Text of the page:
Oftentimes a stuffed animal can become a source of comfort for children who have experienced abuse.
Brenau University’s undergraduate psychology club, PsyClub, decided to help the kids who come to the Edmondson-Telford Child Advocacy Center in Gainesville by dropping off over 500 stuffed animals.
Jessica Brannam, the club’s president, visited the center on Tuesday, Dec. 10, to hand over the stuffed animals and give a monetary donation, which was raised by selling small bags of candy around Halloween at Brenau.
Heather Hayes, the center’s executive director, said she’s excited to have support from the community and considers PsyClub “a special group of students.”
The center is usually the first stop for kids who have been suspected of suffering abuse. Hayes said last year the organization saw around 400 kids from Hall County.
When a child is presented with a stuffed animal, she said it can better their experience at the center.
“Those stuffed animals can be given right away to comfort them and reduce the trauma from being interviewed and the medical exam,” Hayes said. “In addition to that, when they leave here, a lot of times they’re going to a foster home or another family member’s home. It gives them something to have as their own.”
Brannam, a senior psychology major, works at the center as a victim advocate.
Most of her time is spent with children before and after their forensic interview, which involves a structured conversation about the child’s experience. Brannam said the center makes sure to give each child a stuffed animal before they leave.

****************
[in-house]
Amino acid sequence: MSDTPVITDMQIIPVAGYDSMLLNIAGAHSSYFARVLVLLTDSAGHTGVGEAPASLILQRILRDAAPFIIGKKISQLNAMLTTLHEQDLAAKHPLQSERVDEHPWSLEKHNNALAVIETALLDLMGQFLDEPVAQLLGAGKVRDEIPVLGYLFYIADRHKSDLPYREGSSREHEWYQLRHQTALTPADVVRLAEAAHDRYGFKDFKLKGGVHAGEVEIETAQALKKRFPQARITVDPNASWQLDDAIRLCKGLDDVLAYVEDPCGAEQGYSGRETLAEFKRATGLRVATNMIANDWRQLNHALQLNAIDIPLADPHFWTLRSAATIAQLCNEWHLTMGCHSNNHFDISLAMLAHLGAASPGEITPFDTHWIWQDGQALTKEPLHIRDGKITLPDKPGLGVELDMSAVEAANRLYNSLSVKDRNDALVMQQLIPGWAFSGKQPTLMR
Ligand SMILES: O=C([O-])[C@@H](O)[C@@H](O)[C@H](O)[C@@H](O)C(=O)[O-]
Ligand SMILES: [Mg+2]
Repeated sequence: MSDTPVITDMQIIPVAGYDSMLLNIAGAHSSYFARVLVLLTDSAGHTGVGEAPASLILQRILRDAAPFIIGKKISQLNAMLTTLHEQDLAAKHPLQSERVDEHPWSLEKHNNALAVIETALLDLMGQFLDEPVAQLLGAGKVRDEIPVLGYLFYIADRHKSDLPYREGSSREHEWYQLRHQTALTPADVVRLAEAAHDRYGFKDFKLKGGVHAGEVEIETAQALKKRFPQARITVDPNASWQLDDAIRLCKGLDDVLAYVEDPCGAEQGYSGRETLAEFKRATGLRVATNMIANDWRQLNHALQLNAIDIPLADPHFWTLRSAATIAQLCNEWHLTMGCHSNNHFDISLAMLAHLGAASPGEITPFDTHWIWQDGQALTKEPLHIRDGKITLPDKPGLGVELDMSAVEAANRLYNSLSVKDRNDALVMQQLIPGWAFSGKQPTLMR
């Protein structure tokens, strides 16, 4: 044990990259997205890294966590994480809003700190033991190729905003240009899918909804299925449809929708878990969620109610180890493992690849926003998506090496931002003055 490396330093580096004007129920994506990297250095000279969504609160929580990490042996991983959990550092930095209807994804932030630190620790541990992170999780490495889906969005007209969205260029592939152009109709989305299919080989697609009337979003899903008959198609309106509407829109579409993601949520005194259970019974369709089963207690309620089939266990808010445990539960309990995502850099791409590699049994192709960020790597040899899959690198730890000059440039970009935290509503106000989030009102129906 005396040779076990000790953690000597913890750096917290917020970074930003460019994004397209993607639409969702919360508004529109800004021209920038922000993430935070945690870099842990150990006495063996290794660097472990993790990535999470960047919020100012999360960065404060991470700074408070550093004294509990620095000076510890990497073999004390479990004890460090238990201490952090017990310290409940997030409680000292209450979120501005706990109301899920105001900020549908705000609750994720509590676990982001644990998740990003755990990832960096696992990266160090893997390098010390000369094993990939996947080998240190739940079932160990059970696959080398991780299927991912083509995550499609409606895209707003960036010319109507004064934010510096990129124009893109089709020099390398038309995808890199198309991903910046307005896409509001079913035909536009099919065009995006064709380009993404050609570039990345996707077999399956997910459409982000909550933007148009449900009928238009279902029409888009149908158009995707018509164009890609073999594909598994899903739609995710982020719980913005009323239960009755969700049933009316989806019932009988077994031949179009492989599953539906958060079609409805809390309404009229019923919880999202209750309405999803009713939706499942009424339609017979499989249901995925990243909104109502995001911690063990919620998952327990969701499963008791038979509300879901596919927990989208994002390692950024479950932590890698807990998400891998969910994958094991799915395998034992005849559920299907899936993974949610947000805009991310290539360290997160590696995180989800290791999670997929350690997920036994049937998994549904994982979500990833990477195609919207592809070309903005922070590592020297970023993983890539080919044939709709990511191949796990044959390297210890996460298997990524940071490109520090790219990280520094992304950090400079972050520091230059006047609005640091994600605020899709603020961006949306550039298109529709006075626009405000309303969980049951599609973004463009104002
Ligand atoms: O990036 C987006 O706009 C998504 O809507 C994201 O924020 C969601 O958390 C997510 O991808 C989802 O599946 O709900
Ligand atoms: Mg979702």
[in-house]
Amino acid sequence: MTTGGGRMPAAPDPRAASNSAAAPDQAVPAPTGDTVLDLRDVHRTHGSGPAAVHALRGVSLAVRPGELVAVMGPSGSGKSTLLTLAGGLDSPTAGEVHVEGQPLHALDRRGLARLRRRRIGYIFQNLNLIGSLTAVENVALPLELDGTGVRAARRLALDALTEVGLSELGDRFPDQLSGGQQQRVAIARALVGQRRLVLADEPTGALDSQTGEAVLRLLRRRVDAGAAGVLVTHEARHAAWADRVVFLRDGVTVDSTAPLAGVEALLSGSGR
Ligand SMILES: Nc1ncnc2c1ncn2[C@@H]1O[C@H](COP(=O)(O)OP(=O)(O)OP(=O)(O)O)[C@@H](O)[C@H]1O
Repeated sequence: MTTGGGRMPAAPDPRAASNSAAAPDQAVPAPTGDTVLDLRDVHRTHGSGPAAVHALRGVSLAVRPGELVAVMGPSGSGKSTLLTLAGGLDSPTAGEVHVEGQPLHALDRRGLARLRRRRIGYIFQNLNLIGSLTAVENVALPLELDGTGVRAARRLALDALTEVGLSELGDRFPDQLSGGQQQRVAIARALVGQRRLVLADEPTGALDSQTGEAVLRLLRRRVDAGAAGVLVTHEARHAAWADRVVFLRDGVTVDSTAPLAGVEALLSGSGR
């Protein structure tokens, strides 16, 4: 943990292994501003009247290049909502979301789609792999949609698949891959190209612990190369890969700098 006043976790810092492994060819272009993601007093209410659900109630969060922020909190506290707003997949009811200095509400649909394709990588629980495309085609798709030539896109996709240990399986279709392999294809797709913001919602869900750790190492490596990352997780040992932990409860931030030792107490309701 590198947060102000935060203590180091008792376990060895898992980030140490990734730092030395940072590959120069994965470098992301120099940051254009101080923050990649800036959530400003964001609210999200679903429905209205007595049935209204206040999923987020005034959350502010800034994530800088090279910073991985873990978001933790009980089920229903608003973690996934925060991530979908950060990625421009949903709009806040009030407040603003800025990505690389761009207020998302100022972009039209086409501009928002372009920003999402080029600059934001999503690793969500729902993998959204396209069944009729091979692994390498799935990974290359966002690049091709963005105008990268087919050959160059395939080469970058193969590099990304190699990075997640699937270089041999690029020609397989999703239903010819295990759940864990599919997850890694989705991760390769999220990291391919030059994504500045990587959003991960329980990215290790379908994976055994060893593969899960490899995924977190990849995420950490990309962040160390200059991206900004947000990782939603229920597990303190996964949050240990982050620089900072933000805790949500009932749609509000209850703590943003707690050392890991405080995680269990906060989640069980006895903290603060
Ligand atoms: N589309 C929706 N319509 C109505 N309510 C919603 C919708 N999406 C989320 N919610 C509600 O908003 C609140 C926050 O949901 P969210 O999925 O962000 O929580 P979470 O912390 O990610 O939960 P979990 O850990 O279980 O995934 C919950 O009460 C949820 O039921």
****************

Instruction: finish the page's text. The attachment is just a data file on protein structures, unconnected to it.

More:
“It’s a way for them to remember the time they had there, but also have something tangible that they can take home with them,” Brannam said. “Some of the children are really underprivileged and may not have toys.”
When she became president of PsyClub, Brannam knew she wanted to find another way to support the organization.
The club rounded up help from different departments and sororities at Brenau, turning the stuffed animal drive into a competition. Brannam said the school-wide participation exceeded her expectations and the donation couldn’t have been possible without the help of Cheyenne Slate, the club’s vice president, and Perry Daughtry, Brenau psychology professor and club advisor.
“I hope to continue it in the future,” she said. “I’m so excited about the progress.”